Many people want to remain in their homes after they retire rather than move to a senior living facility or community. Unfortunately, most homes aren’t set up to help us age safely and affordably.
If your goal is to “age in place,” some early preparation could help make that possible — or point to better alternatives.
“Somewhere in your 50s, hopefully, you’re starting to think seriously about are you going to be able to stay in the house you’re in? Or are you going to need to make changes?” says DeDe Jones, a certified financial planner in Denver.
Consider what you need to change
Start by thinking about how you would live in your home if you had less mobility, less energy and potentially less money.
Unexpected expenses for major home repairs or upgrades were the most commonly reported financial shocks experienced by retirees, according to a 2015 study by the Society of Actuaries. Those big-ticket costs can be devastating on a fixed income. The society recommends a home inspection before retirement so you can identify and budget for those costs. But you also could schedule some of the expensive stuff — replacing a roof, for instance, or upgrading the heat and air conditioning system — while you’re still working.
Likewise, investments in energy efficiency could help you avoid big bills when you’re less able to afford them. Adding insulation, installing a smart thermostat and choosing energy-efficient appliances can help. In sunnier climates, solar panels can dramatically reduce your energy costs.
See: 8 things successful retirees do
Consider upkeep, as well. You might want to replace a labor-intensive grass yard and planting beds with lower-maintenance landscaping. You could swap out siding that needs to be painted every few years with a more durable option, such as vinyl, fiber cement or modified wood. Decluttering can make your place easier to navigate and to clean.
Build your equity
You may still face big bills or have trouble making ends meet in retirement. In that case, your home’s equity could be helpful. You could access your home’s value by selling it, using a reverse mortgage or getting a home equity line of credit.
But you can’t tap equity you don’t have. In 2016, 46% of homeowners age 65 to 79 still had mortgage debt, according to Harvard University’s Joint Center for Housing Studies. The median balance owed was $77,000.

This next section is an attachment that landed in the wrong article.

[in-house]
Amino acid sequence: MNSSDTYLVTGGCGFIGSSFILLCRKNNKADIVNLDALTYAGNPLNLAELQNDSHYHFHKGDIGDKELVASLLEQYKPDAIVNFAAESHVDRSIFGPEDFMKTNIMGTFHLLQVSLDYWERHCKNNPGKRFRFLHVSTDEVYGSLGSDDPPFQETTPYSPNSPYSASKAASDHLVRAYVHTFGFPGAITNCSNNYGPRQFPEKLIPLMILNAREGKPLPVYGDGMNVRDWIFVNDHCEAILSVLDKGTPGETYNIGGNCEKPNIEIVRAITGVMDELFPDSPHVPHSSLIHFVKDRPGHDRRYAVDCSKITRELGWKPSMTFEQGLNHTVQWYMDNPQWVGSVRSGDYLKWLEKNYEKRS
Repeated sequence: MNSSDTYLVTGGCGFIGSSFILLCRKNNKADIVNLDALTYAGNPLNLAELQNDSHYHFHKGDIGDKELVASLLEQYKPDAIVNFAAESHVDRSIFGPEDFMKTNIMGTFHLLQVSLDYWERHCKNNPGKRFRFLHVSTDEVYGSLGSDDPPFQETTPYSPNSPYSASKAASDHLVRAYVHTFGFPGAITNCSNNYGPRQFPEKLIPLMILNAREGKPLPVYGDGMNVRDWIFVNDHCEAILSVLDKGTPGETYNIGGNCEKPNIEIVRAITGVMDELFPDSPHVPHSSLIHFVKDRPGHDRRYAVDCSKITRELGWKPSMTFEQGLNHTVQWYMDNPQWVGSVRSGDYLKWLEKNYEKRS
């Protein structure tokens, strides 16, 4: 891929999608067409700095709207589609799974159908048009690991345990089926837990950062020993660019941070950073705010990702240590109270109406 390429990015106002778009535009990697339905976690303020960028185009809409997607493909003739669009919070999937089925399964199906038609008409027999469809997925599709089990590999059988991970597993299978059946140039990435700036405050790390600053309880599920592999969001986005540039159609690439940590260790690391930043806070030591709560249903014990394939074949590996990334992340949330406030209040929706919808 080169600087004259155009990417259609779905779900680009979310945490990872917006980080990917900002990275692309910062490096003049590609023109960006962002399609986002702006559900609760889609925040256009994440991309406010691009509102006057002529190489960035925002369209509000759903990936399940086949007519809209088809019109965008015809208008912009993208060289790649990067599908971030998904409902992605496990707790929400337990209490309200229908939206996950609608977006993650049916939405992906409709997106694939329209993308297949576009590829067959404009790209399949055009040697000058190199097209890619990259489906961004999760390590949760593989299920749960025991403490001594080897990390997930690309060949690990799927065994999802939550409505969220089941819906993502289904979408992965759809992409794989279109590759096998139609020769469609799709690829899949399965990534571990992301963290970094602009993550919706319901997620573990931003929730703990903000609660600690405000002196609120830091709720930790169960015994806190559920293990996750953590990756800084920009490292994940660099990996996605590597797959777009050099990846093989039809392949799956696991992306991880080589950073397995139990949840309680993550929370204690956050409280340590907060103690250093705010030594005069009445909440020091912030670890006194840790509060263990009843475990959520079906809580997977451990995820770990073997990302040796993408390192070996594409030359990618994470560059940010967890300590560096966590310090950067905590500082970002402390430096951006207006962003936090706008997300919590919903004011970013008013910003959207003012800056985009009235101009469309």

A mortgage in retirement isn’t ideal for many people, financial planners say. Few people get much if any tax benefit from their mortgages, and having to make the payments can cause people to deplete their retirement savings more rapidly.
Read: How to make up lost ground if you got a late start saving for retirement
Planners say you shouldn’t prioritize paying off your mortgage over saving for retirement and for emergencies. And you probably shouldn’t take money from retirement funds to pay off a mortgage. But once you’re on track with your savings goals, you could make extra principal payments to pay down the loan more rapidly. You also can avoid having a mortgage in retirement by opting for shorter loans when you refinance. If you’re 50, for example, you might choose a 15-year loan over one that lasts 30 years.
Consider incorporating accessibility features into any planned renovations. Grab bars in bathrooms, lever-style handles on doors and faucets, and rocker-style light switches (preferably accessible from a wheelchair) are relatively low-cost upgrades, for example. Costlier changes include widening doorways and hallways, adding a curbless shower, installing nonslip flooring and creating a zero-step entry.
Ideally, your home would have just one level, but a home with stairs can work if it has a bedroom and full bath on the entry level. If that’s your situation, you could focus your renovations on making those spaces accessible rather than trying to remake your whole house.
Sometimes there’s simply too much that needs to be done or your home has features you can’t affordably modify. Even if you think you can manage a bunch of stairs or a home that’s far from your neighbors, your living situation could worry your loved ones, Jones notes.
“Moving might give you the chance to live closer to your support system,” she says. “Makes it easier on them, makes it easier on you.”
Certified financial planner Melissa Brennan of Plano, Texas, says she and her husband are at least a decade away from retirement and still have two teenagers at home. But they recently traded a two-story, four-bedroom, four-bath home on an oversize lot for a smaller, one-story house with tiled floors and a wheelchair-accessible bathroom.
See next: This new type of reverse mortgage would help retirees generate much more income
Brennan said they were mindful of the problems their parents had navigating their houses as they aged, and the bigger house was already seeming like more of a burden than a blessing.
“We don’t want to spend the rest of our lives maintaining this ginormous house that we don’t need,” Brennan says.
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Liz Weston writes for NerdWallet. Email: [email protected] Twitter: @lizweston.